• By Alan Richard

BLUEGRASS PRIDE

It’s a long way from San Francisco to Mississippi, but singer-songwriter and banjo player Tyler Stegall of The High Water Line has traveled those miles many times physically and spiritually.


That’s what led the 27-year-old musician and his San Francisco Bay-area bandmates to sing about the journey on their new, self-titled debut album.


On the track “North of Jackson,” Stegall writes and sings a soulful story based on the migration of his father, grandparents, and other relatives, who flocked from the Deep South to upstate New York for work—and reflects on his own journey as a man and musician:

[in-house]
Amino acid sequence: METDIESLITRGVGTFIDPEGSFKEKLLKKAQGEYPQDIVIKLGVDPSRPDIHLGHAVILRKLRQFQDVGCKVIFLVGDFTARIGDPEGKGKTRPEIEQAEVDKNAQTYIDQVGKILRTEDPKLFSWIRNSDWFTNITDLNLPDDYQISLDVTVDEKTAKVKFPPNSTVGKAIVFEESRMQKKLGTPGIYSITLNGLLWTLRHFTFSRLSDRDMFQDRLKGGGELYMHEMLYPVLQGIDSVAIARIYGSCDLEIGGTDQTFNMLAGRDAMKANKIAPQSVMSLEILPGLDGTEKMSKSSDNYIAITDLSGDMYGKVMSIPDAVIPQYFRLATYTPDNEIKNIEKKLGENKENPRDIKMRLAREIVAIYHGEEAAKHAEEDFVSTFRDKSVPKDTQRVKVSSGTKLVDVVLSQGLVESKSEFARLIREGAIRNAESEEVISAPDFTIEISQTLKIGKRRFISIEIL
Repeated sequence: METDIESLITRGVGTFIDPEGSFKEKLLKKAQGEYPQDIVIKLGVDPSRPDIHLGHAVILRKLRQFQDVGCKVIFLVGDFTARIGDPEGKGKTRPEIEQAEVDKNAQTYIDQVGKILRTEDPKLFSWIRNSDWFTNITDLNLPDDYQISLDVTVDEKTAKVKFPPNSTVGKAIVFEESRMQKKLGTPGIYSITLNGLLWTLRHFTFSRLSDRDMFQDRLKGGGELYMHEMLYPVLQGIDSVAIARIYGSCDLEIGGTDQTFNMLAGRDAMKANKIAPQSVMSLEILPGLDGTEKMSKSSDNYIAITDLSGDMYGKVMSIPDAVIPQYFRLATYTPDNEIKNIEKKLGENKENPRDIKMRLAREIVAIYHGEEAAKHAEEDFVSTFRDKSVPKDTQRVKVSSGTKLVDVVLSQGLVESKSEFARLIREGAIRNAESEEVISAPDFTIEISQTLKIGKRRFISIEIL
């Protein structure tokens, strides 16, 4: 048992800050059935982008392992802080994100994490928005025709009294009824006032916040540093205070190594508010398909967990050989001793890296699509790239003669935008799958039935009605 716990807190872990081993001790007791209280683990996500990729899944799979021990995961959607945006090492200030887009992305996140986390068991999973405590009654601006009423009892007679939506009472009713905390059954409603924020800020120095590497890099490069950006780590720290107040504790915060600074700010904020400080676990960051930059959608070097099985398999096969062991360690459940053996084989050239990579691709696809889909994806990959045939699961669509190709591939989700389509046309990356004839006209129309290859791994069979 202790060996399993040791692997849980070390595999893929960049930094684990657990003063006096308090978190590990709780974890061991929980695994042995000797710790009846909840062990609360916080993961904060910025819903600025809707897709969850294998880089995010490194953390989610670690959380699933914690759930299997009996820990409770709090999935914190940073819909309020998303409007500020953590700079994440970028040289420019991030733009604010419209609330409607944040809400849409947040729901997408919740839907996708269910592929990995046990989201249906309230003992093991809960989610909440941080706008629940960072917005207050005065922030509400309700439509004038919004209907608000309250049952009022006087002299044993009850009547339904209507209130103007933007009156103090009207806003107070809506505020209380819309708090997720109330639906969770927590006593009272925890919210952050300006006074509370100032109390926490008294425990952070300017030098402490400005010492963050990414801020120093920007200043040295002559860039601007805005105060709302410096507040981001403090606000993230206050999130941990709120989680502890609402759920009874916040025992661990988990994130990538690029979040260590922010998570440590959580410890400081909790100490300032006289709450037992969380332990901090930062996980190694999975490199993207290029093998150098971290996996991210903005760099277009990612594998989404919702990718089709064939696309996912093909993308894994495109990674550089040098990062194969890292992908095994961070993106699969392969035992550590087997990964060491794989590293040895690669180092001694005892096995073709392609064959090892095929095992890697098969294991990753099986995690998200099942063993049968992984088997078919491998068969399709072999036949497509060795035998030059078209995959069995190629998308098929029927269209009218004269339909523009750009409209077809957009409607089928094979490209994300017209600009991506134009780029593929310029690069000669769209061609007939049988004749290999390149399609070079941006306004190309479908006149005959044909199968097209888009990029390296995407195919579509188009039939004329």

“The son of a preacher looks upon the field

He thinks to himself of the day he would ride away from Crystal Springs, Mississippi

Going north, far away

He’s leaving the delta, he’s going far away

Gonna do right by himself someday.”


“I was first in my immediate family to be born above the Mason-Dixon Line,” Stegall said. “I have spent probably a ridiculous amount of time, especially when I was young, thinking about Mississippi. I’ve spent a lot of time (there) emotionally.”


The High Water Line includes other originals by Stegall and other band members, along with bluegrass interpretations of older bluegrass and modern alt-country songs.


The group also includes mandolin player Tj Carskadon, fiddler Clare Armenante, guitarist Joel Cofield, and bassist Jim Toggweiler. They share lead and harmony vocals throughout, their ages ranging from late twenties to early forties.


Read more about this terrific new group in our curator's story for the online magazine Country Queer.



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